Kendal Johnson was watching the 2010 Winter Olympics on television when freestyle aerials came on. He had never seen anything so crazy -- athletes on skis hurtling downhill, launching themselves off a ramp and doing tricks 60 feet above the snow.
What 17-year-old kid doesn't think that's cool?
"He said, 'I think I could do that,"' said Carol Johnson, Kendal's mother. "I said, 'Sure you could.' And he said, 'No, I really do think I could do that."'
Johnson, then a senior at McFarland (Wis.) High School, had never even been on skis. He was so naive that he fired off a bombastic email to the U.S. Ski and Snowboard Association in which he basically predicted he would be the best aerialist ever, if given the chance.
"I didn't think anyone was going to read the email, so I made sure if anyone read it they would remember it," Johnson said. "It was totally obnoxious."
Someone did read the email. And it led to an improbable series of events that has brought Johnson, now 21, to within striking distance of making the 2014 U.S. Olympic team.
It's a long shot, to be sure. Johnson must finish on the podium in World Cup competitions Friday at Deer Valley in Park City, Utah, and Jan. 18 at Lake Placid, N.Y., in order to represent the United States in Sochi next month. But the fact that he even has a chance is amazing in itself. He has gone from the couch to the flying pan in 3 1/2 years.
"K.J. doesn't have the experience that a lot of other athletes have," said Joe Davies, Johnson's coach with the U.S. aerials team. "But he progresses extremely fast and he's super-talented. If it doesn't work out for him this time around, he'll be one of the guys we'll be watching in four years."
Following a season in which he had a victory and six top-10 finishes on the North American Grand Prix circuit, Johnson finished fourth at the U.S. championships in March and recently was named to the U.S. aerials "C" team.
The "A" team is fully funded by USSA. The "B" team is partially funded and the "C" team receives no funding. Johnson can't afford to travel to international World Cups on his own dime, which is why he must excel in domestic competitions.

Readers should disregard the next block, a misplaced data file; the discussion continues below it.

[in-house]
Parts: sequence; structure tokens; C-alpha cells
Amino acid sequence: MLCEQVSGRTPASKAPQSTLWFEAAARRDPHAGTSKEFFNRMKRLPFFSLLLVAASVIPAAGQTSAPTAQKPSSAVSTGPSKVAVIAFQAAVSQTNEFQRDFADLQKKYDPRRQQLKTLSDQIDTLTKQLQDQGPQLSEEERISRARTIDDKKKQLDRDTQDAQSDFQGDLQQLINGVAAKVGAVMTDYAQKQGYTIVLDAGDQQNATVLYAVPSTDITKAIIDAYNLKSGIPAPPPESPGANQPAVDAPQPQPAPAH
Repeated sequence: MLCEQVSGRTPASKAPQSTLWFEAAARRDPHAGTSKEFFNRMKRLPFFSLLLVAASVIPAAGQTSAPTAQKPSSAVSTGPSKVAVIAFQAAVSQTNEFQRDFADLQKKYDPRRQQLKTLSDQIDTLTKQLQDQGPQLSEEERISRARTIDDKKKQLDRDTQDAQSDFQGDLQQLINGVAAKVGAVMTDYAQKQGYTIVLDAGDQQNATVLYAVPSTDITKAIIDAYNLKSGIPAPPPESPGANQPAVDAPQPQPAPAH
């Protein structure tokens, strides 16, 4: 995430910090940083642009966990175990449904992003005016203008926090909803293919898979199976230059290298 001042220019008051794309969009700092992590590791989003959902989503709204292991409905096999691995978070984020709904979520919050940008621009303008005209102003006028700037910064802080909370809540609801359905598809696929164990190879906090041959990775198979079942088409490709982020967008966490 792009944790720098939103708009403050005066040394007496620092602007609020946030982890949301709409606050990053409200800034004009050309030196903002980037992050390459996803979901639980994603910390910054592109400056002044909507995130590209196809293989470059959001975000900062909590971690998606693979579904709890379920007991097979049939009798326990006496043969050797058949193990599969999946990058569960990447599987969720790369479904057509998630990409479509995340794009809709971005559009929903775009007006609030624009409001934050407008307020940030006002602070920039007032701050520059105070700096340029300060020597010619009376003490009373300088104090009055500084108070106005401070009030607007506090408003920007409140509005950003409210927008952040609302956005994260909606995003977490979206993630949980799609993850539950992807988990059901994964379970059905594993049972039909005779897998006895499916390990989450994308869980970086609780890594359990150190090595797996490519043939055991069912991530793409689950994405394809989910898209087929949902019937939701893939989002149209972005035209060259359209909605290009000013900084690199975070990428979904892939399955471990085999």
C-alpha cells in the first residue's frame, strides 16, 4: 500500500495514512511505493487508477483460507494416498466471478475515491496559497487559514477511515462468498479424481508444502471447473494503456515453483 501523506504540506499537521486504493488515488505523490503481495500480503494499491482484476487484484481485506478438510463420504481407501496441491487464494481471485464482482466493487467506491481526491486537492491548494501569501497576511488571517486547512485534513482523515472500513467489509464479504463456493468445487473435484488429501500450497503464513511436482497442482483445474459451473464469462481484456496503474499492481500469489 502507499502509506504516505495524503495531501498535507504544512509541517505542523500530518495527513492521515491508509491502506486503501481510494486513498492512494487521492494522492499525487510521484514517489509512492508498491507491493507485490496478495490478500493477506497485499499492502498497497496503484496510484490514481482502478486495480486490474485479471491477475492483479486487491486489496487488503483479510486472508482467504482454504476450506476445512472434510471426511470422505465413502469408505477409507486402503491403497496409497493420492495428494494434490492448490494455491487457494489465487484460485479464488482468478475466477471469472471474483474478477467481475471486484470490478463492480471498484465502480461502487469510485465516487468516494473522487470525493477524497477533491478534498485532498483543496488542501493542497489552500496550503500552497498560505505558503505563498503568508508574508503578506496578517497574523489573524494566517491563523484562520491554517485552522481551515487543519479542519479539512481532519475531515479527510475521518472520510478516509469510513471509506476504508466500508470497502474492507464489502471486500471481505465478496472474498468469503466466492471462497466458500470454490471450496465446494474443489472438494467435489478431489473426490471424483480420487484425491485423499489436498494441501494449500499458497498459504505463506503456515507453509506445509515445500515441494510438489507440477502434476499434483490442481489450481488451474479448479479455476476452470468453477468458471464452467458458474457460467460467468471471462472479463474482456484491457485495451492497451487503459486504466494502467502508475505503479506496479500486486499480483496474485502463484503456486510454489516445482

What he lacks in experience he makes up for with raw talent, a strong work ethic and the nerve to go where no aerialist has ever gone. The sky, quite literally, is the limit.
"He is one of the best six in the U.S. and for him to get to where he did that quickly is pretty unheard of," said Davies, a former aerials athlete and a Mequon native. "What's amazing is that he is from Wisconsin. He didn't grow up around air sites."
Said Johnson, "We are two people that really don't belong out here. We know cold, but we don't know mountains."
Back in the summer of 2010, Johnson was preparing to attend the University of Nebraska, where he planned to major in physics. He had his class schedule, a roommate and a job lined up in Lincoln as a tiny tot gymnastics coach.
But someone at the FLY Freestyle Club in Park City had read the email from "a punk kid from Wisconsin."
"It was kind of an obnoxious email, to be honest," Carol Johnson said. "He wanted to stand out. He said, 'I don't really ski but I do gymnastics and motocross.' And it worked. They said, 'Put your video where your mouth is.' He put together a video of him dabbling in gymnastics, on the trampoline and doing motocross.
"They said, 'You know what? This is the right attitude we're looking for."'
FLY invited Johnson to a one-week camp in Park City. He was so impressive that the club offered him one year of free training, a sort of aerials scholarship.
There was just one little problem. He was supposed to be on the Nebraska campus in a matter of days.
"My dad is an accountant," Johnson said. "He's definitely not one for 'Let's take a really big risk."'
FLY kept calling. The club wouldn't take no for an answer. So, naturally, Johnson did a life-changing triple flip. He moved to Park City and enrolled at the University of Utah.